What the Nobel Prize really means for India

Mark Tully
Economics can soar into the stratosphere of advanced mathematics. It can present grand visions, paint big pictures, real in theory but not apparently rooted in reality. The Nobel Prize to three economists, Abhijit Banerjee, Esther Duflo, and Michael Kremer brings economics down to earth. In their citation, The Royal Swedish Academy of Science said the three had addressed “smaller more manageable questions” about the persistence of poverty in spite of the growth of the global economy.
The Swedish Academy’s recognition of the value of this basic, or grassroots, economics, is of course good news for India. But it should also be taken as advice to be acted on. It’s good news because for the second time an Indian has been awarded a Nobel Prize for economics. This also demonstrates that the best of Indian education is world-class. Professor Banerjee studied first at Calcutta University, and then Jawaharlal Nehru University (JNU), before going on to Harvard for his PhD. The award should also create awareness of the loss India is suffering by allowing an educational asset as valuable as JNU to be embroiled in controversy.
The three prize winners’ method of research is popularly known as the Randomised Control Trial (RCT) approach. It is similar to the method used to test drugs. Two similar groups are chosen. One group is given a possible improvement in the delivery of health or education — in one case that was more textbooks, in another remedial classes. The other group is not given the possible improvement, and the results of the two are compared.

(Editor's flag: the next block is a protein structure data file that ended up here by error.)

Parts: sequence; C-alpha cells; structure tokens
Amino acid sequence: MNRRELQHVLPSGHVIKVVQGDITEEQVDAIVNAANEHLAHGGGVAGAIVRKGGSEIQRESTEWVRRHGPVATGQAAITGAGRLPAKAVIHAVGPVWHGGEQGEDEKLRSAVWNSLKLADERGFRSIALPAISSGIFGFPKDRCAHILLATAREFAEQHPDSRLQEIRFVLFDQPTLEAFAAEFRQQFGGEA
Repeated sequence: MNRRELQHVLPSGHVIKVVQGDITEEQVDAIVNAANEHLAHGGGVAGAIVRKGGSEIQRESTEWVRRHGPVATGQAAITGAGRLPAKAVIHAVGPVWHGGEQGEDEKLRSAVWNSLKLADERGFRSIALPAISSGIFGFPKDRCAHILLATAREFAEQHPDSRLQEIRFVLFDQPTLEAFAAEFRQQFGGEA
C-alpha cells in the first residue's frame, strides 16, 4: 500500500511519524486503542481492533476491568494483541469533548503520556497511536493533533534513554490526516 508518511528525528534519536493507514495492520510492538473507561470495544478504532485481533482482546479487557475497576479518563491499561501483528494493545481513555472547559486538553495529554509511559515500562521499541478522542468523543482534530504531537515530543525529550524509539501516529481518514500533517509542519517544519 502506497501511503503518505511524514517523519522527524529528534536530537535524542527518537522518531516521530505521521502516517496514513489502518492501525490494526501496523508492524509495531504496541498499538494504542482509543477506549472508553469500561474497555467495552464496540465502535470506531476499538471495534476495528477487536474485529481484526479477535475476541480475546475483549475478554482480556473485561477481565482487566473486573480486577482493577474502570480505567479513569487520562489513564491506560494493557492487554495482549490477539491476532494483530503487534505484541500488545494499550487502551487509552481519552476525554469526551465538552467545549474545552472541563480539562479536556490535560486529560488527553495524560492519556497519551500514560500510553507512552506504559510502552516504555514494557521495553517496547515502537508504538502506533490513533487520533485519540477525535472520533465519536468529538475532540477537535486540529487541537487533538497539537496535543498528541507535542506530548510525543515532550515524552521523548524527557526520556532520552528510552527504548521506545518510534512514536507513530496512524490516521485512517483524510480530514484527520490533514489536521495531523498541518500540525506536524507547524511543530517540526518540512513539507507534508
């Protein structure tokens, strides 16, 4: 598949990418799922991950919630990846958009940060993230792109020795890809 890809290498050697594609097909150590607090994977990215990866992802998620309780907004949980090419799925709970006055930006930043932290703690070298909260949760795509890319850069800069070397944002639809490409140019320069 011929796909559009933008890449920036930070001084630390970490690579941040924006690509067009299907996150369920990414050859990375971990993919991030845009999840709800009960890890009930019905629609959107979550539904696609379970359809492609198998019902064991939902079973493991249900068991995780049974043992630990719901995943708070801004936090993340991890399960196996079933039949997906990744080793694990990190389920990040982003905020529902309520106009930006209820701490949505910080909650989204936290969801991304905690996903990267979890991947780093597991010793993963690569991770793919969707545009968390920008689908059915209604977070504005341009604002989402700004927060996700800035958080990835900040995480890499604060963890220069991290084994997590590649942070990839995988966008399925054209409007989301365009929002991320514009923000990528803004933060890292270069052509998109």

In an interview after the award was announced, Professor Duflo said, “Without spending some time understanding the intricacy of the lives of the poor and why they make the choice that they make, and why something that might seem at first surprising makes a lot of sense in a particular logic it is impossible to design the right approach.” So here is one lesson for India surely:?The right approach can never be some centrally-planned scheme dumped on the poor without consulting them. It’s the poor who should be allowed to choose the help they need, not bureaucrats or indeed politicians. To give the government its due, RCT was apparently used in designing the Aadhaar card and implementing reforms in the public distribution system.
The RCT approach yields scientific data. To analyse that data, Banerjee and Duflo have a laboratory at their university, Massachusetts Institute of Technology, or MIT. It’s called the Abdul Latif Jameel Poverty Action Lab. JNU economist, Himanshu, says he hopes the award “will spur our own government to take data and evidence more seriously”.
Another lesson for India is the role of NGOs in the RCT approach. All three prize winners worked with local NGOs. After receiving the award, Professor Banerjee said he had learnt huge amount from the Indian educational NGO Pratham and the South Rajasthan NGO Seva Mandir. But NGOs are organisations the government treats with suspicion instead of encouraging them to contribute to its understanding of overcoming poverty.
Inevitably, there has been criticism of the awards in academia. In an article in the Wall Street Journal, macro- economist, David R Henderson, has criticised the concentration on the micro-level in research and claimed “immigration and economic growth are far the most reliable ways to improve the quality of life among the world’s poor.” The rise of extreme right leaders in the West seems to me to be in part at least, due to poorer people feeling growth has enriched the rich and bypassed them. As for immigration, nation-states are tightening their borders rather than relaxing them, and so, immigrants are unlikely to be welcome anywhere. Whether I am right or wrong, surely the answer is that macro and micro-economics should flourish side by side, each enriching the other.     HT